It is now almost six seasons, two NCAA basketball tournament appearances and 100 victories later. And those same detractors who say Georgetown's John Thompson couldn't coach then are still at it now. "Don't get me started," one of them said yesterday. "Let's go on to something else."

It is something that Thompson has come to accept, although, for all the envious don't-use-my-name critics, a coach like North Carolina's Dean Smith said yesterday, "When you talk about a coach, you have to talk about the man, in all areas. And he can do it all."

Thompson starts toward his second 100 victories tonight, against Manhattan in the opener of a Madison Square Garden doubleheader that ends with Notre Dame facing Fordham.

Also tonight, Maryland plays at Pitt. Albert King, who sat out most of last weekend's game against Clemson with back stasms, did not practice with the team yesterday. He will be available for emergency duty against Pitt, according to a team spokesman. Bill Bryant will start in King's place at small forward.

Thompson was asked yesterday for a self-evaluation on his maturity as an Xs and Os man.

In a nonanswer to that question, Thompson draws a revealing picture on the feelings of a black coach.

The bottom line, said Thompson, is acceptability.

"When I became a coach," he said, "I made a note in my mind; the difference between wanting to be successful and wanting to be accepted."

The second, Thompson quickly discovered, did not follow the first.

"I'm not bitter about it," Thompson said. "It's conditioning - something you accept, ignore and go around.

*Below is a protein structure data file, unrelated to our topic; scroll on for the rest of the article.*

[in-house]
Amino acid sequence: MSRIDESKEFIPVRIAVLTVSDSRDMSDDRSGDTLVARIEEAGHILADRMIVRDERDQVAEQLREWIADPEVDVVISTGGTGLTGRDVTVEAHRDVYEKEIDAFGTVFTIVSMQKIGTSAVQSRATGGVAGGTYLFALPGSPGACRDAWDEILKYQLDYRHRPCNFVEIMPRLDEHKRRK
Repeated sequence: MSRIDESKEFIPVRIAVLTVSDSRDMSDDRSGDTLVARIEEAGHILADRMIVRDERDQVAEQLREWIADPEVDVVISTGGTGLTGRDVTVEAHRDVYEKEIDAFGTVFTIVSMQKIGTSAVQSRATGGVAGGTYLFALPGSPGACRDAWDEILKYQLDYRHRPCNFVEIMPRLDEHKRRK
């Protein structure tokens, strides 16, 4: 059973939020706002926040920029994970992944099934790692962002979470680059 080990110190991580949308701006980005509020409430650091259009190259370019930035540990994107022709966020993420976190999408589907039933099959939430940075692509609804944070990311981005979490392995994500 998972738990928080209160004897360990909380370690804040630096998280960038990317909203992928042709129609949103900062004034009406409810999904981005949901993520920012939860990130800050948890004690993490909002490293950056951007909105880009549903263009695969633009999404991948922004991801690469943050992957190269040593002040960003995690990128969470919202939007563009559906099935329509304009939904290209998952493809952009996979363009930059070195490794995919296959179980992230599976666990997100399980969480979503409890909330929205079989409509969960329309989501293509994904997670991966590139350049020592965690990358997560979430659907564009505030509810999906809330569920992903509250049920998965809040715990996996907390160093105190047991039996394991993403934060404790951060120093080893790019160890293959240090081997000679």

"I set my own standards. If I didn't, I never would have survived in this business. I don't evaluate myself by the standards of others. Show me one black coach who's in the Hall of Fame . . . Standards change so conveniently to people."

Ironically, Thompson is starting to get more credit as a coach in the two season since he was Smith's assistant on the U.S. Olympic team - after the two NCAA appearance. And he thinks it's not because of any different ability as a coach now, but because it's acceptable to lear it from Smith.

Thompson and Smith are a mutual-admiration society. And Thompson says flat out that Smith is the best college coach in America. But Thompson finds the Olympic example a prime example to prove his point.

"Nobody thinks about the fact that I'm 36 years old and most of my experience has been in a black setting with coaches like John McLendon, Dave Brown and Frank Bolden," Thompson said.

"Nobody gives them credit. Then Dean and I spend one summer together and . . ."

In a way, Thompson finds the controversy over his coaching ability a stimulus to box-office success because he believes that the student-athlete should be replaced by the student-entertainer and that the coach is an entertainer, too.

"The fun of being a fan is evaluating who's the best coach, or the best shooters, et cetera," Thompson said. "People come to find out."

The usual knock on Thompson as a coach is that he recruits oodles of talent and that anyone could coach the Hoyas as well.

"I don't mean to knock his players," said Smith, "but everybody thinks he has far better talent than he has."

"When I become a 'good' coach," Thompson said, "I say jokingly I'll be a dangerous person. If I can do what I've done with what little knowledge I have, I'll be dangerous when I learn. One should hope I never learn."